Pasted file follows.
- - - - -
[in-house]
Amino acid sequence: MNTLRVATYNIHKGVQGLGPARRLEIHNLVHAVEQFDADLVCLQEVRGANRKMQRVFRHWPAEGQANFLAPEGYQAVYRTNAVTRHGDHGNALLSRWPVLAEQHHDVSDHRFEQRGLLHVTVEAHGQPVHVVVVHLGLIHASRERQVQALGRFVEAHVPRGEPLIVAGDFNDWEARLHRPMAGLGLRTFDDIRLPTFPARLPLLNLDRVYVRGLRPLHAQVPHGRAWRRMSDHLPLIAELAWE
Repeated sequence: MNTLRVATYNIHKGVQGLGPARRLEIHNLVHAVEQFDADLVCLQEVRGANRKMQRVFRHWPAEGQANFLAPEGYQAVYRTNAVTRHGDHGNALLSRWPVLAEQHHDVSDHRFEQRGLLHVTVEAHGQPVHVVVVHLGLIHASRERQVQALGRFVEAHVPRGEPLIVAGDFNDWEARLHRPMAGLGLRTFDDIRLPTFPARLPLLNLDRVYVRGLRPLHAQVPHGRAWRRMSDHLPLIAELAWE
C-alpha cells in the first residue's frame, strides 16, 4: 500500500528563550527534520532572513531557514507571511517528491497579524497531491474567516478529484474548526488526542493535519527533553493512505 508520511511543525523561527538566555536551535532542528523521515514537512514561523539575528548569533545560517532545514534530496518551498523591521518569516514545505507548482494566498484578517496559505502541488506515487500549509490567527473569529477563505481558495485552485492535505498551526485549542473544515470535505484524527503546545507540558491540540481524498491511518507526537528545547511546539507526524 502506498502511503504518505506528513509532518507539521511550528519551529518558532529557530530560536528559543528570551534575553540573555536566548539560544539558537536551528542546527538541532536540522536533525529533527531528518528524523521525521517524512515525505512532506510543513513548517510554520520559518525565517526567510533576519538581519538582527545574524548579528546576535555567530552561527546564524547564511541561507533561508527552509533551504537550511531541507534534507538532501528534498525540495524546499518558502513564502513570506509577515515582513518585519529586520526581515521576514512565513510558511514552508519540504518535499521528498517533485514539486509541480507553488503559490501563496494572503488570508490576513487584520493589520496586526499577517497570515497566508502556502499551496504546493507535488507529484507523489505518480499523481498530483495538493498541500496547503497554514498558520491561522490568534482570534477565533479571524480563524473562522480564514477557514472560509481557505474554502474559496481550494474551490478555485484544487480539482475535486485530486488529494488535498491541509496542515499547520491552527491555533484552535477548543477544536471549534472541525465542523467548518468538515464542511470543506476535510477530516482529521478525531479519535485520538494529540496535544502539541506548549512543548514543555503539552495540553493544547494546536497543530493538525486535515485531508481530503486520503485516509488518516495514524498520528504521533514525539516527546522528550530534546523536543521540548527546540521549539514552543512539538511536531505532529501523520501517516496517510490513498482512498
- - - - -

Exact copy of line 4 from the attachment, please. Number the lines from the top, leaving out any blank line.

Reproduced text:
C-alpha cells in the first residue's frame, strides 16, 4: 500500500528563550527534520532572513531557514507571511517528491497579524497531491474567516478529484474548526488526542493535519527533553493512505 508520511511543525523561527538566555536551535532542528523521515514537512514561523539575528548569533545560517532545514534530496518551498523591521518569516514545505507548482494566498484578517496559505502541488506515487500549509490567527473569529477563505481558495485552485492535505498551526485549542473544515470535505484524527503546545507540558491540540481524498491511518507526537528545547511546539507526524 502506498502511503504518505506528513509532518507539521511550528519551529518558532529557530530560536528559543528570551534575553540573555536566548539560544539558537536551528542546527538541532536540522536533525529533527531528518528524523521525521517524512515525505512532506510543513513548517510554520520559518525565517526567510533576519538581519538582527545574524548579528546576535555567530552561527546564524547564511541561507533561508527552509533551504537550511531541507534534507538532501528534498525540495524546499518558502513564502513570506509577515515582513518585519529586520526581515521576514512565513510558511514552508519540504518535499521528498517533485514539486509541480507553488503559490501563496494572503488570508490576513487584520493589520496586526499577517497570515497566508502556502499551496504546493507535488507529484507523489505518480499523481498530483495538493498541500496547503497554514498558520491561522490568534482570534477565533479571524480563524473562522480564514477557514472560509481557505474554502474559496481550494474551490478555485484544487480539482475535486485530486488529494488535498491541509496542515499547520491552527491555533484552535477548543477544536471549534472541525465542523467548518468538515464542511470543506476535510477530516482529521478525531479519535485520538494529540496535544502539541506548549512543548514543555503539552495540553493544547494546536497543530493538525486535515485531508481530503486520503485516509488518516495514524498520528504521533514525539516527546522528550530534546523536543521540548527546540521549539514552543512539538511536531505532529501523520501517516496517510490513498482512498